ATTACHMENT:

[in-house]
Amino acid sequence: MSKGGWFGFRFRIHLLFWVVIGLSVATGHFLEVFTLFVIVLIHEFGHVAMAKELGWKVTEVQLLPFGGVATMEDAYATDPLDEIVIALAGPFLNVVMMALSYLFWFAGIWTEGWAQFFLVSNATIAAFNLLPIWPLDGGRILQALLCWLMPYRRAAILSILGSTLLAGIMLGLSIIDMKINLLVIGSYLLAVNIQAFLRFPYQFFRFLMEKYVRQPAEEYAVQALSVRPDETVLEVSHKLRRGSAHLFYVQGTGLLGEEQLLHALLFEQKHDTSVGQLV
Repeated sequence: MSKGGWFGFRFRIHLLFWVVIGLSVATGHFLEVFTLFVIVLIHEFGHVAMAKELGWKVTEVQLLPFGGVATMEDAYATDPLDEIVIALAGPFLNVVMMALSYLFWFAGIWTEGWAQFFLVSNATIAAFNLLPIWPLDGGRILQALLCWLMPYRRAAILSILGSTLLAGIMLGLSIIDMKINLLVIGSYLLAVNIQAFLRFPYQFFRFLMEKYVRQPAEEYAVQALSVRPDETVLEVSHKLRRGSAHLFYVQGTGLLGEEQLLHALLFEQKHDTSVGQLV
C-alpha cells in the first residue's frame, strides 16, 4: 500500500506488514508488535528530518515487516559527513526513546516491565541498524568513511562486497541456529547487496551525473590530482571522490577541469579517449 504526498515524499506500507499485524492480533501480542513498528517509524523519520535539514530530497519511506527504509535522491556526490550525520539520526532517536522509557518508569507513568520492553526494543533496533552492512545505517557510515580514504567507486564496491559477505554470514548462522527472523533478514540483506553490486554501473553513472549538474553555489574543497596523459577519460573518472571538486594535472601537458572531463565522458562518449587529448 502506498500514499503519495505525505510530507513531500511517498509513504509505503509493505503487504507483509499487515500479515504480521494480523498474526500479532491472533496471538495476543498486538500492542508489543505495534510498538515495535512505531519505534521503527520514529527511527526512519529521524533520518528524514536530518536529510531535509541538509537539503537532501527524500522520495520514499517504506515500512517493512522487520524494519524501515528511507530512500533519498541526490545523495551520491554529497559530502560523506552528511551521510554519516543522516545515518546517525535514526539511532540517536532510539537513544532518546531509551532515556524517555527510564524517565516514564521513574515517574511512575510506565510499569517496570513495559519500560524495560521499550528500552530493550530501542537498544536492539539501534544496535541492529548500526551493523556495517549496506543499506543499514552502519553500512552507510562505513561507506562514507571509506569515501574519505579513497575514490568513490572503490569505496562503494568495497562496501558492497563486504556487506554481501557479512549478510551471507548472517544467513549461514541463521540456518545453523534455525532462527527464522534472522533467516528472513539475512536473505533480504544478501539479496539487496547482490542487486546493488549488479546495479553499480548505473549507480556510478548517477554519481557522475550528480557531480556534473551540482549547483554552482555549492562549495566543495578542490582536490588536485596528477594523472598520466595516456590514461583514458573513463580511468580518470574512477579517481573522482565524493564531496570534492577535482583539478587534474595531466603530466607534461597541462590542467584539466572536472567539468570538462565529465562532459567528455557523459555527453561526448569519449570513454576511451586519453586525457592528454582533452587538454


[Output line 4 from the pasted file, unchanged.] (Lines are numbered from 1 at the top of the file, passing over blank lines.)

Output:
C-alpha cells in the first residue's frame, strides 16, 4: 500500500506488514508488535528530518515487516559527513526513546516491565541498524568513511562486497541456529547487496551525473590530482571522490577541469579517449 504526498515524499506500507499485524492480533501480542513498528517509524523519520535539514530530497519511506527504509535522491556526490550525520539520526532517536522509557518508569507513568520492553526494543533496533552492512545505517557510515580514504567507486564496491559477505554470514548462522527472523533478514540483506553490486554501473553513472549538474553555489574543497596523459577519460573518472571538486594535472601537458572531463565522458562518449587529448 502506498500514499503519495505525505510530507513531500511517498509513504509505503509493505503487504507483509499487515500479515504480521494480523498474526500479532491472533496471538495476543498486538500492542508489543505495534510498538515495535512505531519505534521503527520514529527511527526512519529521524533520518528524514536530518536529510531535509541538509537539503537532501527524500522520495520514499517504506515500512517493512522487520524494519524501515528511507530512500533519498541526490545523495551520491554529497559530502560523506552528511551521510554519516543522516545515518546517525535514526539511532540517536532510539537513544532518546531509551532515556524517555527510564524517565516514564521513574515517574511512575510506565510499569517496570513495559519500560524495560521499550528500552530493550530501542537498544536492539539501534544496535541492529548500526551493523556495517549496506543499506543499514552502519553500512552507510562505513561507506562514507571509506569515501574519505579513497575514490568513490572503490569505496562503494568495497562496501558492497563486504556487506554481501557479512549478510551471507548472517544467513549461514541463521540456518545453523534455525532462527527464522534472522533467516528472513539475512536473505533480504544478501539479496539487496547482490542487486546493488549488479546495479553499480548505473549507480556510478548517477554519481557522475550528480557531480556534473551540482549547483554552482555549492562549495566543495578542490582536490588536485596528477594523472598520466595516456590514461583514458573513463580511468580518470574512477579517481573522482565524493564531496570534492577535482583539478587534474595531466603530466607534461597541462590542467584539466572536472567539468570538462565529465562532459567528455557523459555527453561526448569519449570513454576511451586519453586525457592528454582533452587538454